Jerry Lawler was a recent guest on “Busted Open Radio”. During the appearance, he discussed the heart attack he had while commentating at episode of Monday Night Raw in 2012. Despite the seriousness of the health issue, Lawler returned to wrestling and continues to wrestle matches today. Lawler explained why he still does it and more. Here is what he had to say:
Well now, I’m so glad you asked that story, because I love to try and set the record straight. And I only get the chance to do it on people that come up to me and ask on a personal note, like at a restaurant or something, ‘How do you feel after the big heart attack.’ Of course now that, you know, that was in like 2012. So that’s been quite a few years ago. And a lot of people just don’t realize what exactly happened. I didn’t have a heart attack. That’s two different things. I didn’t have a heart attack where you have a clogged artery or where you, you know, all of a sudden there’s blood loss to your heart or a blood clot or something that causes an artery blockage. I had a cardiac arrest, which is totally different in the fact a heart attack is, you know, your blood is all of a sudden not flowing to part of your heart, and it’s getting damaged. A cardiac arrest is sort of caused by electrical impulses from your brain that tells your heart to keep beating. Suddenly your heart just stops. And the truth of the matter is, only seven out of 1,000 people survive cardiac arrests, and that’s because usually those seven people have them while they’re in the hospital. Because if you don’t get immediate care from a cardiac arrest, you’re dead. And just fortunately, it happened at ringside and our doctor, Doctor Sampson, was sitting, literally sitting right next to me watching the match as I was. And he started CPR, but my heart once it stopped, it did not beat for 22 minutes. But Doc Sampson and two other paramedics kept giving me CPR for those 22 minutes until they got the paddles, they shocked me seven times and once my heart started back and it was on the right rhythm, thank goodness for the CPR, it was like I suffered no damage to my heart.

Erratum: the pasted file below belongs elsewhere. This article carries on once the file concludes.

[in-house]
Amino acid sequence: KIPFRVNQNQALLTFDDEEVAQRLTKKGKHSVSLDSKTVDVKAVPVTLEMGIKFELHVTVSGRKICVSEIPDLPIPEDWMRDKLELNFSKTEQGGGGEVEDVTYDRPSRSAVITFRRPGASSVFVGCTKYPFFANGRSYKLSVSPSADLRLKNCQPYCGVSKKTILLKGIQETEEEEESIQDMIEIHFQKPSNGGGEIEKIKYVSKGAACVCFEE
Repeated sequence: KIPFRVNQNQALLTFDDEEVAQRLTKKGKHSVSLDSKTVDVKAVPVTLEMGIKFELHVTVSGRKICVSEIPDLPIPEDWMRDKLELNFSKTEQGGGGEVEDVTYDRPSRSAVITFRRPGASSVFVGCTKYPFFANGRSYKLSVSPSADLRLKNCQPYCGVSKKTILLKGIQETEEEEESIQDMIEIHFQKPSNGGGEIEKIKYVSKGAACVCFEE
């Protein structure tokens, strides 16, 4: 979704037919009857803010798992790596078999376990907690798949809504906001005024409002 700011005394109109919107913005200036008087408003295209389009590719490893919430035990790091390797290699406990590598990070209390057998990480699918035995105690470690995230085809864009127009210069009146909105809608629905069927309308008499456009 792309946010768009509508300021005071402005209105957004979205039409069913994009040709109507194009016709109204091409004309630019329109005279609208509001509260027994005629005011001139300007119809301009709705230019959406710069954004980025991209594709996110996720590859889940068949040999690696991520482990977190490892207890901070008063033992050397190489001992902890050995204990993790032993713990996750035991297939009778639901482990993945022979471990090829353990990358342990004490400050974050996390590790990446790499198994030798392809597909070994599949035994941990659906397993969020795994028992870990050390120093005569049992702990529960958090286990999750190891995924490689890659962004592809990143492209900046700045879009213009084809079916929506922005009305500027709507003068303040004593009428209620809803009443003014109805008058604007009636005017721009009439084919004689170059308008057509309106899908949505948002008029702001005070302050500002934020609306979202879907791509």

The cardiologist told me later that my cardiac arrest was caused by trauma. And what the trauma was, was I had just wrestled a match, me and Randy Orton had just wrestled CM Punk and Dolph Ziggler right before it happened, and Dolph gave me ten elbow drops in the center of the ring. He got me down, he said, ‘ten elbows.’ And I’ll never forget, it’s etched in my brain. After the fifth one, I’m, thinking to myself, ‘Damn, whatever happened to the days that we used to do this and not kill each other?’ I mean, that’s how hard those elbow drops were. And sure enough, the doctor said that that probably caused the trauma, after 10 of those, knocked my heart off rhythm, you know, symmetrically or something, off rhythm. And then it took about 10 minutes for it to just, boom! It seized up and stopped.
But then once it got started back on the same rhythm, my original rhythm, it was like it never happened, thank goodness for the CPR. But when I came to in the hospital, I was in no pain. I’ve never had one minute’s pain since then, and to me, it’s like it never even happened.
You can listen to the clip below:
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